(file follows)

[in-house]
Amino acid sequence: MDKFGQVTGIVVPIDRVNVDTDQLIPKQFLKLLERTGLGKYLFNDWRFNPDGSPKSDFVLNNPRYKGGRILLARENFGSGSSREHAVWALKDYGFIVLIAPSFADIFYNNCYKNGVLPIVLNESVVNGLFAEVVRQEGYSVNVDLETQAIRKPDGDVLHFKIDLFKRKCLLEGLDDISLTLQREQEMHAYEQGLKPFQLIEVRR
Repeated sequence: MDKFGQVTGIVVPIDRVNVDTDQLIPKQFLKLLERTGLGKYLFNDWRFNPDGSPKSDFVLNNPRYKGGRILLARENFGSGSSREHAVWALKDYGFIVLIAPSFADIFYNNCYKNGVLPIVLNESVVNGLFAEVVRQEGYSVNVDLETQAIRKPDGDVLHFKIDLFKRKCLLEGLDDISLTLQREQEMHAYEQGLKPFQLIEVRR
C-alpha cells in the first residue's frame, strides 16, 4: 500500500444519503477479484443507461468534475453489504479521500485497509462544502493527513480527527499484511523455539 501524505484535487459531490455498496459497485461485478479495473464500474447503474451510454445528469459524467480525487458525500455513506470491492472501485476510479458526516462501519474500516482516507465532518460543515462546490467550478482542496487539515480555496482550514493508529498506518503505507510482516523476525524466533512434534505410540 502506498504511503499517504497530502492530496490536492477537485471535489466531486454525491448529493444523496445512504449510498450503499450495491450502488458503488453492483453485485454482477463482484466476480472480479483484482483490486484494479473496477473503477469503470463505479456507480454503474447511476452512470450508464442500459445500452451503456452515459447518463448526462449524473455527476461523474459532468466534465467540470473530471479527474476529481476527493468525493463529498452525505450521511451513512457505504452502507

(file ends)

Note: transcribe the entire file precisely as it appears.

[in-house]
Amino acid sequence: MDKFGQVTGIVVPIDRVNVDTDQLIPKQFLKLLERTGLGKYLFNDWRFNPDGSPKSDFVLNNPRYKGGRILLARENFGSGSSREHAVWALKDYGFIVLIAPSFADIFYNNCYKNGVLPIVLNESVVNGLFAEVVRQEGYSVNVDLETQAIRKPDGDVLHFKIDLFKRKCLLEGLDDISLTLQREQEMHAYEQGLKPFQLIEVRR
Repeated sequence: MDKFGQVTGIVVPIDRVNVDTDQLIPKQFLKLLERTGLGKYLFNDWRFNPDGSPKSDFVLNNPRYKGGRILLARENFGSGSSREHAVWALKDYGFIVLIAPSFADIFYNNCYKNGVLPIVLNESVVNGLFAEVVRQEGYSVNVDLETQAIRKPDGDVLHFKIDLFKRKCLLEGLDDISLTLQREQEMHAYEQGLKPFQLIEVRR
C-alpha cells in the first residue's frame, strides 16, 4: 500500500444519503477479484443507461468534475453489504479521500485497509462544502493527513480527527499484511523455539 501524505484535487459531490455498496459497485461485478479495473464500474447503474451510454445528469459524467480525487458525500455513506470491492472501485476510479458526516462501519474500516482516507465532518460543515462546490467550478482542496487539515480555496482550514493508529498506518503505507510482516523476525524466533512434534505410540 502506498504511503499517504497530502492530496490536492477537485471535489466531486454525491448529493444523496445512504449510498450503499450495491450502488458503488453492483453485485454482477463482484466476480472480479483484482483490486484494479473496477473503477469503470463505479456507480454503474447511476452512470450508464442500459445500452451503456452515459447518463448526462449524473455527476461523474459532468466534465467540470473530471479527474476529481476527493468525493463529498452525505450521511451513512457505504452502507